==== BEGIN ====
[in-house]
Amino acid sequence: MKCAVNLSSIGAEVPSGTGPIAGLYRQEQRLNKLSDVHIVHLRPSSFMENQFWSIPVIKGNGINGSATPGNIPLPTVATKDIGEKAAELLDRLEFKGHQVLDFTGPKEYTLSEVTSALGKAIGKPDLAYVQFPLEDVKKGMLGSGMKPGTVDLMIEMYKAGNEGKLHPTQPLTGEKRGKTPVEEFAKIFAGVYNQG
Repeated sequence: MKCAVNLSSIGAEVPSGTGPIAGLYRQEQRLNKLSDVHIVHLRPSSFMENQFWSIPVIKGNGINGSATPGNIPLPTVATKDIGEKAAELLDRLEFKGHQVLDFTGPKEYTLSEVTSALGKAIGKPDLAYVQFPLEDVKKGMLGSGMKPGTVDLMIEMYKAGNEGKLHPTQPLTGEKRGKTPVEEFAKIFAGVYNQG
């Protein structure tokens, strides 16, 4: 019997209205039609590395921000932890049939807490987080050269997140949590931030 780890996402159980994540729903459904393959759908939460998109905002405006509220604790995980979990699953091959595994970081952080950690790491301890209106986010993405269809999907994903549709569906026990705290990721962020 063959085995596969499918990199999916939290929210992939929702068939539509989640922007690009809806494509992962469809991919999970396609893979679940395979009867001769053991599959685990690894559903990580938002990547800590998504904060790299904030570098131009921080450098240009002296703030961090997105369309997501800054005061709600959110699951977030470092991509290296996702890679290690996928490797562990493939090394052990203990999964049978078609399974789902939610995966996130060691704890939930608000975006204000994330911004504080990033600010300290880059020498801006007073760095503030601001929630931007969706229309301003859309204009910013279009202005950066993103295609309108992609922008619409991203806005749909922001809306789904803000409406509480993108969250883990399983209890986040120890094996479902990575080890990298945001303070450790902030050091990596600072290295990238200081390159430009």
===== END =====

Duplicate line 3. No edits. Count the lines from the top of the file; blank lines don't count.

Repeated sequence: MKCAVNLSSIGAEVPSGTGPIAGLYRQEQRLNKLSDVHIVHLRPSSFMENQFWSIPVIKGNGINGSATPGNIPLPTVATKDIGEKAAELLDRLEFKGHQVLDFTGPKEYTLSEVTSALGKAIGKPDLAYVQFPLEDVKKGMLGSGMKPGTVDLMIEMYKAGNEGKLHPTQPLTGEKRGKTPVEEFAKIFAGVYNQG